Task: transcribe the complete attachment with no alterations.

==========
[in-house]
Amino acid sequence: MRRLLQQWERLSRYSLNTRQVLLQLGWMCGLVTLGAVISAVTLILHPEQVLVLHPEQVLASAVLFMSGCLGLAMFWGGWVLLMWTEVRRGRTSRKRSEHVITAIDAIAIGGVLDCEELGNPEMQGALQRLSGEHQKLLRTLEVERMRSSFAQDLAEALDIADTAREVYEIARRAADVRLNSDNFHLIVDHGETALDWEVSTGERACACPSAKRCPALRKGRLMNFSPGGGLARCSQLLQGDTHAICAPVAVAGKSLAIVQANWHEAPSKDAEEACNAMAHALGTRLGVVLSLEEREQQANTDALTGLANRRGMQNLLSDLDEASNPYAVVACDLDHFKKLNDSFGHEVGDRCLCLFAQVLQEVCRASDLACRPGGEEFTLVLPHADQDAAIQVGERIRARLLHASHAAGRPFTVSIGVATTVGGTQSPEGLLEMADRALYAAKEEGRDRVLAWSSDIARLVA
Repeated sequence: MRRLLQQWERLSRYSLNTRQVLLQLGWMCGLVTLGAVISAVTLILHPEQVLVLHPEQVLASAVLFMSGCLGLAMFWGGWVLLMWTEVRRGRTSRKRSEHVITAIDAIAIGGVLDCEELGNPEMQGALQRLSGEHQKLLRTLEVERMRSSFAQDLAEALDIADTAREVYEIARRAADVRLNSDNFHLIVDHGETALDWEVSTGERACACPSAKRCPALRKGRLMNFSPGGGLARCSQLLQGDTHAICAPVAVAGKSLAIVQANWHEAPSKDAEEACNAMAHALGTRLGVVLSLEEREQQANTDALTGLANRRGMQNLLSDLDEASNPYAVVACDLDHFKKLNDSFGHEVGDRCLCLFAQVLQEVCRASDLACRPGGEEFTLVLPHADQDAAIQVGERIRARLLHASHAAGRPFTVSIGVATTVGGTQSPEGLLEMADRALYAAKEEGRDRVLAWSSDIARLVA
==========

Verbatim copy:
[in-house]
Amino acid sequence: MRRLLQQWERLSRYSLNTRQVLLQLGWMCGLVTLGAVISAVTLILHPEQVLVLHPEQVLASAVLFMSGCLGLAMFWGGWVLLMWTEVRRGRTSRKRSEHVITAIDAIAIGGVLDCEELGNPEMQGALQRLSGEHQKLLRTLEVERMRSSFAQDLAEALDIADTAREVYEIARRAADVRLNSDNFHLIVDHGETALDWEVSTGERACACPSAKRCPALRKGRLMNFSPGGGLARCSQLLQGDTHAICAPVAVAGKSLAIVQANWHEAPSKDAEEACNAMAHALGTRLGVVLSLEEREQQANTDALTGLANRRGMQNLLSDLDEASNPYAVVACDLDHFKKLNDSFGHEVGDRCLCLFAQVLQEVCRASDLACRPGGEEFTLVLPHADQDAAIQVGERIRARLLHASHAAGRPFTVSIGVATTVGGTQSPEGLLEMADRALYAAKEEGRDRVLAWSSDIARLVA
Repeated sequence: MRRLLQQWERLSRYSLNTRQVLLQLGWMCGLVTLGAVISAVTLILHPEQVLVLHPEQVLASAVLFMSGCLGLAMFWGGWVLLMWTEVRRGRTSRKRSEHVITAIDAIAIGGVLDCEELGNPEMQGALQRLSGEHQKLLRTLEVERMRSSFAQDLAEALDIADTAREVYEIARRAADVRLNSDNFHLIVDHGETALDWEVSTGERACACPSAKRCPALRKGRLMNFSPGGGLARCSQLLQGDTHAICAPVAVAGKSLAIVQANWHEAPSKDAEEACNAMAHALGTRLGVVLSLEEREQQANTDALTGLANRRGMQNLLSDLDEASNPYAVVACDLDHFKKLNDSFGHEVGDRCLCLFAQVLQEVCRASDLACRPGGEEFTLVLPHADQDAAIQVGERIRARLLHASHAAGRPFTVSIGVATTVGGTQSPEGLLEMADRALYAAKEEGRDRVLAWSSDIARLVA